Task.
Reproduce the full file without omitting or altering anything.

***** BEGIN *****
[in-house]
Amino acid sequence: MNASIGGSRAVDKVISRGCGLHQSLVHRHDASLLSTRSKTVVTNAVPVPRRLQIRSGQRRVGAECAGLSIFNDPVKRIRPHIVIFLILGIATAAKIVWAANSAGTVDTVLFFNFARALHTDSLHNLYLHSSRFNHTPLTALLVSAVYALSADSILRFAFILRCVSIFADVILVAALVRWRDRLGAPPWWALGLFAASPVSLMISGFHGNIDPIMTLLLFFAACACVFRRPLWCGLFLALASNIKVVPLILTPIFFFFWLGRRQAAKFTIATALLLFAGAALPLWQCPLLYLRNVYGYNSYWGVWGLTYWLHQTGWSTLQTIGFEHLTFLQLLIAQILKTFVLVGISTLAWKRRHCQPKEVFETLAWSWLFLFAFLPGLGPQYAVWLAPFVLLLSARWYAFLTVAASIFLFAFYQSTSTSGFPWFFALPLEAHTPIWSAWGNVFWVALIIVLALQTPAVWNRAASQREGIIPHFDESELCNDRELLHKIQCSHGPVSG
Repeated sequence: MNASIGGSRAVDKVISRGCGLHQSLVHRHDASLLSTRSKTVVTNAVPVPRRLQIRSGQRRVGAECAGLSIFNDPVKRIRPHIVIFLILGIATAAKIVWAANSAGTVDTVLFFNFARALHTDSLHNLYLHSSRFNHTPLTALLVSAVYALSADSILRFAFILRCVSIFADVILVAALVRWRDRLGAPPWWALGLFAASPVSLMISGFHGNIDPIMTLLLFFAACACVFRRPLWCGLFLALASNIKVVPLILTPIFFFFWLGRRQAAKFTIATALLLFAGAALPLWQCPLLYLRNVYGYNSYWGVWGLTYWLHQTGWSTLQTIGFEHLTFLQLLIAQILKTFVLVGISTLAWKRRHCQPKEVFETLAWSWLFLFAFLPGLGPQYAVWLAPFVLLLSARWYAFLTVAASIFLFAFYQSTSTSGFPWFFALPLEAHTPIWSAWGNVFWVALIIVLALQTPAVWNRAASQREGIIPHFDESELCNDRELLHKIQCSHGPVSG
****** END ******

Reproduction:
[in-house]
Amino acid sequence: MNASIGGSRAVDKVISRGCGLHQSLVHRHDASLLSTRSKTVVTNAVPVPRRLQIRSGQRRVGAECAGLSIFNDPVKRIRPHIVIFLILGIATAAKIVWAANSAGTVDTVLFFNFARALHTDSLHNLYLHSSRFNHTPLTALLVSAVYALSADSILRFAFILRCVSIFADVILVAALVRWRDRLGAPPWWALGLFAASPVSLMISGFHGNIDPIMTLLLFFAACACVFRRPLWCGLFLALASNIKVVPLILTPIFFFFWLGRRQAAKFTIATALLLFAGAALPLWQCPLLYLRNVYGYNSYWGVWGLTYWLHQTGWSTLQTIGFEHLTFLQLLIAQILKTFVLVGISTLAWKRRHCQPKEVFETLAWSWLFLFAFLPGLGPQYAVWLAPFVLLLSARWYAFLTVAASIFLFAFYQSTSTSGFPWFFALPLEAHTPIWSAWGNVFWVALIIVLALQTPAVWNRAASQREGIIPHFDESELCNDRELLHKIQCSHGPVSG
Repeated sequence: MNASIGGSRAVDKVISRGCGLHQSLVHRHDASLLSTRSKTVVTNAVPVPRRLQIRSGQRRVGAECAGLSIFNDPVKRIRPHIVIFLILGIATAAKIVWAANSAGTVDTVLFFNFARALHTDSLHNLYLHSSRFNHTPLTALLVSAVYALSADSILRFAFILRCVSIFADVILVAALVRWRDRLGAPPWWALGLFAASPVSLMISGFHGNIDPIMTLLLFFAACACVFRRPLWCGLFLALASNIKVVPLILTPIFFFFWLGRRQAAKFTIATALLLFAGAALPLWQCPLLYLRNVYGYNSYWGVWGLTYWLHQTGWSTLQTIGFEHLTFLQLLIAQILKTFVLVGISTLAWKRRHCQPKEVFETLAWSWLFLFAFLPGLGPQYAVWLAPFVLLLSARWYAFLTVAASIFLFAFYQSTSTSGFPWFFALPLEAHTPIWSAWGNVFWVALIIVLALQTPAVWNRAASQREGIIPHFDESELCNDRELLHKIQCSHGPVSG